According to her, the ASM generally do not have access to modern equipment and they are usually forced into this occupation by crushing hunger or poverty. In some cases, it is the promise of deep pocket bosses who are able to inspire them to mine for export purposes.

“It is the Pull and Push factors that drive them into artisanal mining ranging from hunger, instinct to survive hunger due to abject poverty and the lure from men of means who engage them to work for them. The Pull, which emanates from the orientation that I was born in the area, my parents had been doing it before and so I have the right to continue, make people go into artisanal mining.” She said

Engr. Janet observed that the equipments used by these local miners are usually crude and simple and in a lot of cases include shovels, head pans, hammers, pickaxes, simple crushers, sluice boxes, rolling mills and sieves and so on.

In Nigeria, artisanal miners are usually from rural communities who are without legal mineral title. As a result of the absence of major legal mining companies, these rural miners hold sway in many of Nigeria’s mines.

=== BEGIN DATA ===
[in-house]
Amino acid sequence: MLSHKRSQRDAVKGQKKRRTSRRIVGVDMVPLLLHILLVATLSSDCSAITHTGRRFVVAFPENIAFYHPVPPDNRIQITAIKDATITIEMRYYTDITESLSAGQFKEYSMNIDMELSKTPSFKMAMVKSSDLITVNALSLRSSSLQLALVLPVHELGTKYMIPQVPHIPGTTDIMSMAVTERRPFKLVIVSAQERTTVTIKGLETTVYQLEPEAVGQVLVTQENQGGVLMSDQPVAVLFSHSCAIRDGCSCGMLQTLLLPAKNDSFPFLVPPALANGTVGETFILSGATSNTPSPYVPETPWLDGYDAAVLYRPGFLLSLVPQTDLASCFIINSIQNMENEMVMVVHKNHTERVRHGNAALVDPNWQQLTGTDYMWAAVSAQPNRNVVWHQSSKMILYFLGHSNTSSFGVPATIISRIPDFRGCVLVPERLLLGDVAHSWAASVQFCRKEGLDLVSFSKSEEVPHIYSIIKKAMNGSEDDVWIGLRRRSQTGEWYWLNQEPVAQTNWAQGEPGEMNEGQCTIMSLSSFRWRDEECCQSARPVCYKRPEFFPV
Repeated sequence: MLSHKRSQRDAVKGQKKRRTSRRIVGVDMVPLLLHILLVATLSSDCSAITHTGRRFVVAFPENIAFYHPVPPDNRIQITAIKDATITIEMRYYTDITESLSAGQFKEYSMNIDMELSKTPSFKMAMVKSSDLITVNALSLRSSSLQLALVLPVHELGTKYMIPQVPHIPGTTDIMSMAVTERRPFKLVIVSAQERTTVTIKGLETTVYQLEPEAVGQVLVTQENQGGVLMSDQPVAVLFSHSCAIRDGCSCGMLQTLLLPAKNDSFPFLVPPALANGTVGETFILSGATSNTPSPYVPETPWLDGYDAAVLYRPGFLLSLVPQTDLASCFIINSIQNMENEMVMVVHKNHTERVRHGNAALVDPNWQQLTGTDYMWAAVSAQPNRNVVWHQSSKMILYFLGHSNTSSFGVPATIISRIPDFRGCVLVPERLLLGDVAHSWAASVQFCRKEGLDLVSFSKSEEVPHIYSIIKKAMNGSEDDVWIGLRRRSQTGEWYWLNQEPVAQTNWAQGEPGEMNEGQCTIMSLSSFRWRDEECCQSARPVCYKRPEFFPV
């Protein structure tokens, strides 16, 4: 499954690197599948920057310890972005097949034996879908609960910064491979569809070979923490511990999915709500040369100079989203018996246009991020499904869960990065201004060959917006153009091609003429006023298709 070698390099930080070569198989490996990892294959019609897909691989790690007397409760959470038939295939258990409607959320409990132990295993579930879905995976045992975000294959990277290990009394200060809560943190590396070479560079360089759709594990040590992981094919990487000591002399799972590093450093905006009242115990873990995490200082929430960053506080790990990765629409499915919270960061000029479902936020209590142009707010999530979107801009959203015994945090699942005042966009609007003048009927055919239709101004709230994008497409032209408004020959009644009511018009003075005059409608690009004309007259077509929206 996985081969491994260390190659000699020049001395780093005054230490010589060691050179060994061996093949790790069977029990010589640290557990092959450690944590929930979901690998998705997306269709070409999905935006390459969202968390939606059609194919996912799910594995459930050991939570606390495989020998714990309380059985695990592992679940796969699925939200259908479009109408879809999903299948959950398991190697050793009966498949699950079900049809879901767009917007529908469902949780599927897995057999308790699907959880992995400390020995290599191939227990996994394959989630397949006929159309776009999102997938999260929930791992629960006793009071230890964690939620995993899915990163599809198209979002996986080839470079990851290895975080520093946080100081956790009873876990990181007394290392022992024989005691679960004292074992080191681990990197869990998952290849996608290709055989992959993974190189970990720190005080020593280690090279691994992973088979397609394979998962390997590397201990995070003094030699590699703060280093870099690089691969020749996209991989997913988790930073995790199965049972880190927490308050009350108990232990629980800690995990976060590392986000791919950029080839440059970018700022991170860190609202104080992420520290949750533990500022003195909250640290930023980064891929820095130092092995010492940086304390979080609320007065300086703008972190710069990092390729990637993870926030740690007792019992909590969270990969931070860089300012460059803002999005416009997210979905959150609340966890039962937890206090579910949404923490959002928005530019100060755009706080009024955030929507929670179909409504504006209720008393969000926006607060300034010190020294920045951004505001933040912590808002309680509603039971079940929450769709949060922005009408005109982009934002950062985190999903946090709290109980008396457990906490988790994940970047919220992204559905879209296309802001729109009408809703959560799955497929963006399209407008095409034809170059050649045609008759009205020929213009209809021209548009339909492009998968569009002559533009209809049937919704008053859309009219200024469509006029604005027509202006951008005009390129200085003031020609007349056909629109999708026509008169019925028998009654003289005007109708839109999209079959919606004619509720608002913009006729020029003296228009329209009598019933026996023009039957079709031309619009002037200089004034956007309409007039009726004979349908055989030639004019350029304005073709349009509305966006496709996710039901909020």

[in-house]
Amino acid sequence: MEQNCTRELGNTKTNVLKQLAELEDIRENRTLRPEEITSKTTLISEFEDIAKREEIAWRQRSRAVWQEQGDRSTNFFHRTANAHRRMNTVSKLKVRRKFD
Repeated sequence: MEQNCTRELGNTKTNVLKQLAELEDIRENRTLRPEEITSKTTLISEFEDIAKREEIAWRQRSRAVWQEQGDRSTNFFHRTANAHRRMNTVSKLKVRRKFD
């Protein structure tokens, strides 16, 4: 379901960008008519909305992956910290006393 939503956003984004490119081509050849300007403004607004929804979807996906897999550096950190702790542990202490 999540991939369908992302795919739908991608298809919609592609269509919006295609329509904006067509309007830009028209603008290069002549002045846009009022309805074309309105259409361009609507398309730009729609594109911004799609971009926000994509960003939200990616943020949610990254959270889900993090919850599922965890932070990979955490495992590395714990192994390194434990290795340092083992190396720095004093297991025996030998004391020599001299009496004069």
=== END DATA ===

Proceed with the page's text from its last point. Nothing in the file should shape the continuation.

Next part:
It is incontrovertible that Nigeria is greatly blessed with so many solid minerals that should be a major attraction for established and legal miners. Yet, this lucrative industry is left for artisanal miners, who largely operate illegally and have become dominant in Nigeria’s mining industry. Aside the risks it portends to the miners and the communities around it, it becomes difficult for Nigeria to keep a proper record of its production levels in terms of solid mineral extraction and sales.

Illegal miners are present in several communities in Nigeria and are believed to be in their hundreds of thousands. One can imagine its deadly effects and the dangers it poses to the survival of the nation. Not long ago, eight (8) Chinese citizens, twelve (12) Nigerian were arrested for illegal mining in Plateau State. The unwarranted deaths from mining illegally are many, bearing in mind the Zamfara lead poisoning  where over 200 lives were lost and  Bagega in Niger state which suffered the safe fate from lead poisoning.